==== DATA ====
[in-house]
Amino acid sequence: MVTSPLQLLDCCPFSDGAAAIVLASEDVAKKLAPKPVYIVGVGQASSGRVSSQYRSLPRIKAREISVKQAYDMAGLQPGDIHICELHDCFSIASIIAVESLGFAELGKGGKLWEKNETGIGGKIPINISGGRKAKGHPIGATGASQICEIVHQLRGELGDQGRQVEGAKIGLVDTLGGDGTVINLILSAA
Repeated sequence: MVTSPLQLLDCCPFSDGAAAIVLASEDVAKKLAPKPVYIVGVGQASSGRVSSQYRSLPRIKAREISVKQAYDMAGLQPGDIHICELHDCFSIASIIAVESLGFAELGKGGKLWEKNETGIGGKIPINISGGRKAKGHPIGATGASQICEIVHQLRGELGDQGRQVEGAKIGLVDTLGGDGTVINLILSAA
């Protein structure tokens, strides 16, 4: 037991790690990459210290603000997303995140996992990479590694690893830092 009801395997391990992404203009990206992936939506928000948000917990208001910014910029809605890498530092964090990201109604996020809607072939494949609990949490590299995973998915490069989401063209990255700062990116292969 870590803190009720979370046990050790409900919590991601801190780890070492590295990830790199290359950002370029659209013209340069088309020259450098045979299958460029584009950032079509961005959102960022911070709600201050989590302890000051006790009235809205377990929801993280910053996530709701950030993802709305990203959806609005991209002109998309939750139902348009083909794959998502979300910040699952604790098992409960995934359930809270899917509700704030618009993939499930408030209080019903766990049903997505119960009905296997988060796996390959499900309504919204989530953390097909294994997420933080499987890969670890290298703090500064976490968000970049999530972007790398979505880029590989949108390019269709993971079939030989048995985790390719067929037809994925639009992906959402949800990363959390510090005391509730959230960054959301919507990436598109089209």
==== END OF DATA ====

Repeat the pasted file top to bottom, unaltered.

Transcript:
[in-house]
Amino acid sequence: MVTSPLQLLDCCPFSDGAAAIVLASEDVAKKLAPKPVYIVGVGQASSGRVSSQYRSLPRIKAREISVKQAYDMAGLQPGDIHICELHDCFSIASIIAVESLGFAELGKGGKLWEKNETGIGGKIPINISGGRKAKGHPIGATGASQICEIVHQLRGELGDQGRQVEGAKIGLVDTLGGDGTVINLILSAA
Repeated sequence: MVTSPLQLLDCCPFSDGAAAIVLASEDVAKKLAPKPVYIVGVGQASSGRVSSQYRSLPRIKAREISVKQAYDMAGLQPGDIHICELHDCFSIASIIAVESLGFAELGKGGKLWEKNETGIGGKIPINISGGRKAKGHPIGATGASQICEIVHQLRGELGDQGRQVEGAKIGLVDTLGGDGTVINLILSAA
């Protein structure tokens, strides 16, 4: 037991790690990459210290603000997303995140996992990479590694690893830092 009801395997391990992404203009990206992936939506928000948000917990208001910014910029809605890498530092964090990201109604996020809607072939494949609990949490590299995973998915490069989401063209990255700062990116292969 870590803190009720979370046990050790409900919590991601801190780890070492590295990830790199290359950002370029659209013209340069088309020259450098045979299958460029584009950032079509961005959102960022911070709600201050989590302890000051006790009235809205377990929801993280910053996530709701950030993802709305990203959806609005991209002109998309939750139902348009083909794959998502979300910040699952604790098992409960995934359930809270899917509700704030618009993939499930408030209080019903766990049903997505119960009905296997988060796996390959499900309504919204989530953390097909294994997420933080499987890969670890290298703090500064976490968000970049999530972007790398979505880029590989949108390019269709993971079939030989048995985790390719067929037809994925639009992906959402949800990363959390510090005391509730959230960054959301919507990436598109089209």